Olympia was the site of the ancient Olympic Games, which were celebrated every four years by the Greeks. Olympia was in a valley in Elis, in western Peloponnesus, through which runs the Alpheus River. It was not a town, but only a sanctuary with buildings associated with games and the worship of the gods. Olympia was a national shrine of the Greeks and contained many treasures of Greek art, such as temples, monuments, altars, theaters, statues, and votive offerings of brass and marble. The Altis, or sacred precinct, enclosed a level space about 200 m long by nearly 177 m broad. In this were the chief centers of religious worship, the votive buildings, and buildings associated with the administration of the games.
The French began excavations here in 1829. German explorations of 1875-81 threw much light upon the plans of the buildings; they were resumed in 1936, 1952, and 1960-61. Many valuable objects were discovered, the most important of which was a statue of Hermes, the messenger of the gods, by Praxiteles.
The most celebrated temple was the Temple of Zeus, dedicated to the father of the gods. In this temple was a statue of Zeus made of ivory and gold, the masterpiece of the Athenian sculptor Phidias. Next to the Temple of Zeus ranked the Heraeum, dedicated to Hera, the wife of Zeus. In this temple stood the table on which were placed the garlands prepared for the victors in the games. Outside the Altis, to the east, were the Stadium and the Hippodrome, where the contests took place; on the west were the Palaestra, or wrestling school, and the Gymnasium, where all competitors were obliged to train for at least one month.
Many remains of the ancient site still exist at Olympia, including the stadium for foot races and the hippodrome for horse races. Other events included wrestling, boxing, javelin, discus, long jump and pentathlon.
Some events were held here in the 2004 Olympics, hosted by Athens. Medal winners at these games were crowned with wreaths of green leaves, following the practice of the ancient Games.
Ancient Olympic Games
According to historical records, the first ancient Olympic Games can be traced back to 776 BC. They were dedicated to the Olympian gods and were staged on the ancient plains of Olympia. They continued for nearly 12 centuries, until Emperor Theodosius decreed in 393 A.D. that all such “pagan cults” be banned.
The ancient Olympic Games were initially a one-day event until 684 BC, when they were extended to three days. In the 5th century B.C., the Games were extended again to cover five days.
The ancient Games included running, long jump, shot put, javelin, boxing, pankration and equestrian events.
The Olympic victor received his first awards immediately after the competition. Following the announcement of the winner’s name by the herald, a Hellanodikis (Greek judge) would place a palm branch in his hands, while the spectators cheered and threw flowers to him. Red ribbons were tied on his head and hands as a mark of victory.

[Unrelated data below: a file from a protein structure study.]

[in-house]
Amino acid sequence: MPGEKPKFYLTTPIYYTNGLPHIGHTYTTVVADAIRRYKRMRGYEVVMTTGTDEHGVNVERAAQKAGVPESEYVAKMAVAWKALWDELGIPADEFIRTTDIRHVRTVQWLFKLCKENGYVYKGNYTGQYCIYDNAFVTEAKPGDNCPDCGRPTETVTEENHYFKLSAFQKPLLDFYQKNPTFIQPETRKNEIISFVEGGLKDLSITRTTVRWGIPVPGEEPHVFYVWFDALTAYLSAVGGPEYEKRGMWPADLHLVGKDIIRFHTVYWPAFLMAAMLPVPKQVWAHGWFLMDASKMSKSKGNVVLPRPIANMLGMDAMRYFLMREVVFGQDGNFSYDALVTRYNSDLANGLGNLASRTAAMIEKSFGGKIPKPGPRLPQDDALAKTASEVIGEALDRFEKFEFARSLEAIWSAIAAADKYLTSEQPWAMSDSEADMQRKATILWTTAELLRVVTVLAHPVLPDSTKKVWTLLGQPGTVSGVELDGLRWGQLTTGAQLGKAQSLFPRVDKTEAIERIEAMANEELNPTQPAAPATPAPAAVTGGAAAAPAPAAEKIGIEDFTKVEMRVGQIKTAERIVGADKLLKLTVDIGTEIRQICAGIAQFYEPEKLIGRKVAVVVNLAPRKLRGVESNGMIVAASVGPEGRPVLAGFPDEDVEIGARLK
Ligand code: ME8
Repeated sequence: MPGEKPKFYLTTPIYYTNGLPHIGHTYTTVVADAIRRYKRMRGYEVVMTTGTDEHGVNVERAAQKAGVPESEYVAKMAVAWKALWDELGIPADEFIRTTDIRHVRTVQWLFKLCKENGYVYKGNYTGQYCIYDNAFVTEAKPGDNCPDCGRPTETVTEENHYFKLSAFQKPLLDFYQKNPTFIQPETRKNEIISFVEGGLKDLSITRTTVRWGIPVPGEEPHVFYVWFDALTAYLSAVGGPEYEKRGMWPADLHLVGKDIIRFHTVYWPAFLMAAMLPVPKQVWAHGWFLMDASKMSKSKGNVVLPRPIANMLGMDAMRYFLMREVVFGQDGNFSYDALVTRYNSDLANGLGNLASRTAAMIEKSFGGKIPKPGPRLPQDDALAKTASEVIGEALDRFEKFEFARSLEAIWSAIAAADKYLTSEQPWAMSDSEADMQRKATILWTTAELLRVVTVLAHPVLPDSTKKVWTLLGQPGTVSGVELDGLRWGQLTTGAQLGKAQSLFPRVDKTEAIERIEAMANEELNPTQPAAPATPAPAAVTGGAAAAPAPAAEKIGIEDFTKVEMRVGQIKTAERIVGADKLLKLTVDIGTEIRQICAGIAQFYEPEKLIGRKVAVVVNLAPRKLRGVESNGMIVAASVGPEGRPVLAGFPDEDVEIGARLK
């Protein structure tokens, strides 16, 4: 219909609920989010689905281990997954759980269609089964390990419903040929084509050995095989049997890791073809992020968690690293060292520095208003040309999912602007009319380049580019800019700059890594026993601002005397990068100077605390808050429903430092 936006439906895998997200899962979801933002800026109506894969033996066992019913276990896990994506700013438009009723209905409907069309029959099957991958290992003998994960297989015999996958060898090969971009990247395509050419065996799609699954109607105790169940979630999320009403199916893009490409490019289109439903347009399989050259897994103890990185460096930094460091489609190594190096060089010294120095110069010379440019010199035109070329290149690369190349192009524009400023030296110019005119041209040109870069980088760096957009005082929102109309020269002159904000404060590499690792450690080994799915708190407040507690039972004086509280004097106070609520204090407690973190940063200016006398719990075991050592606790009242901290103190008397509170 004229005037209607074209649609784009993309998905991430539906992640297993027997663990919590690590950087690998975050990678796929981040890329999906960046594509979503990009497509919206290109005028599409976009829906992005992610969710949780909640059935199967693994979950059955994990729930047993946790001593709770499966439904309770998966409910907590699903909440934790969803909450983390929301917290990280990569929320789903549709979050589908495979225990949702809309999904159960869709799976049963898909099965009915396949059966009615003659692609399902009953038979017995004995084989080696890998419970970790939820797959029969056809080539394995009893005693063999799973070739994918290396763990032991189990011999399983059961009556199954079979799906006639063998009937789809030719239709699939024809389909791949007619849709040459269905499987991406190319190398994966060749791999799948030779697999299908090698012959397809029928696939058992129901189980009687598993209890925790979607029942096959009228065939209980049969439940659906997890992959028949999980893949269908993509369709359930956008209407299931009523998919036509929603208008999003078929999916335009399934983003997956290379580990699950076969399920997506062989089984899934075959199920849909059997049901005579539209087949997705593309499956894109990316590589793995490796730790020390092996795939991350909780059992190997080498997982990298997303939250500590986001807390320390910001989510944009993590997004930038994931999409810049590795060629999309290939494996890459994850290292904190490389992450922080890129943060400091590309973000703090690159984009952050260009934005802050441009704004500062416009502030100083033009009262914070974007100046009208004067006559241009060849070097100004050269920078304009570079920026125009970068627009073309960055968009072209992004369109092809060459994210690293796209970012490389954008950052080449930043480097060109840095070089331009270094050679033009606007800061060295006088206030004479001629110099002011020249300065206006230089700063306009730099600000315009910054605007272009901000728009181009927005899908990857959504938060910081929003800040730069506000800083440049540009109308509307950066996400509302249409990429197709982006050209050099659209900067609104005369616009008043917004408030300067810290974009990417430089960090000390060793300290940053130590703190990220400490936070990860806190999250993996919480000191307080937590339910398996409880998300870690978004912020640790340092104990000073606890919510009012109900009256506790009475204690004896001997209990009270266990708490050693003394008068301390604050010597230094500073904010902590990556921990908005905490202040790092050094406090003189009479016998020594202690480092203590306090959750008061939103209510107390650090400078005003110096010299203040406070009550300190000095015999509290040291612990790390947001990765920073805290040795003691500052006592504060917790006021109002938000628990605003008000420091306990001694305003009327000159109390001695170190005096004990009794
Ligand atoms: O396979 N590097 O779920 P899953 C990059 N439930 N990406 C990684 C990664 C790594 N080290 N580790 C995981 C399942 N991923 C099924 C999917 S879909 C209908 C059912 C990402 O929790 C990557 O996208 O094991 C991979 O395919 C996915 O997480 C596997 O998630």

The official award ceremony would take place on the last day of the Games, in front of the temple of Zeus. In a loud voice, the herald would announce the name of the Olympic winner, his father’s name, and his homeland. Then, the Hellanodikis placed the sacred olive tree wreath, or kotinos, on the winner’s head.
The oldest myth which concerns the beginning of the games was about how Zeus fought and defeated Cronus in a struggle for the throne of the gods. Finally, the well-known demigod Herakles is mentioned. He staged games in Olympia in honour of Zeus, because the latter had helped him conquer Elis when he went to war against Augeas.
Through the 12 centuries of the Olympic Games, many wonderful athletes competed in the stadium and the hippodrome of ancient Olympia’s sacred area. Although mortal, their Olympic victories immortalised them.
All free male Greek citizens were entitled to participate in the ancient Olympic Games, regardless of their social status.
Married women were not allowed to participate in, or to watch, the ancient Olympic Games. However, unmarried women could attend the competition, and the priestess of Demeter, goddess of fertility, was given a privileged position next to the Stadium altar.
Modern Olympic Games
Since the Games were not well publicized internationally, contestants were not nationally chosen but rather came individually and at their own expense. Some contestants were tourists who happened to be in the area during the Games. Athletes wore their athletic club uniform rather than a national team.
Pole vaulting, sprints, shot put, weight lifting, swimming, cycling, target shooting, tennis, marathon and gymnastics were all events at the first Olympics. The swimming events were held in the Bay of Zea in the Aegean Sea. Approximately 300 athletes participated, representing thirteen countries.
The Olympic Games
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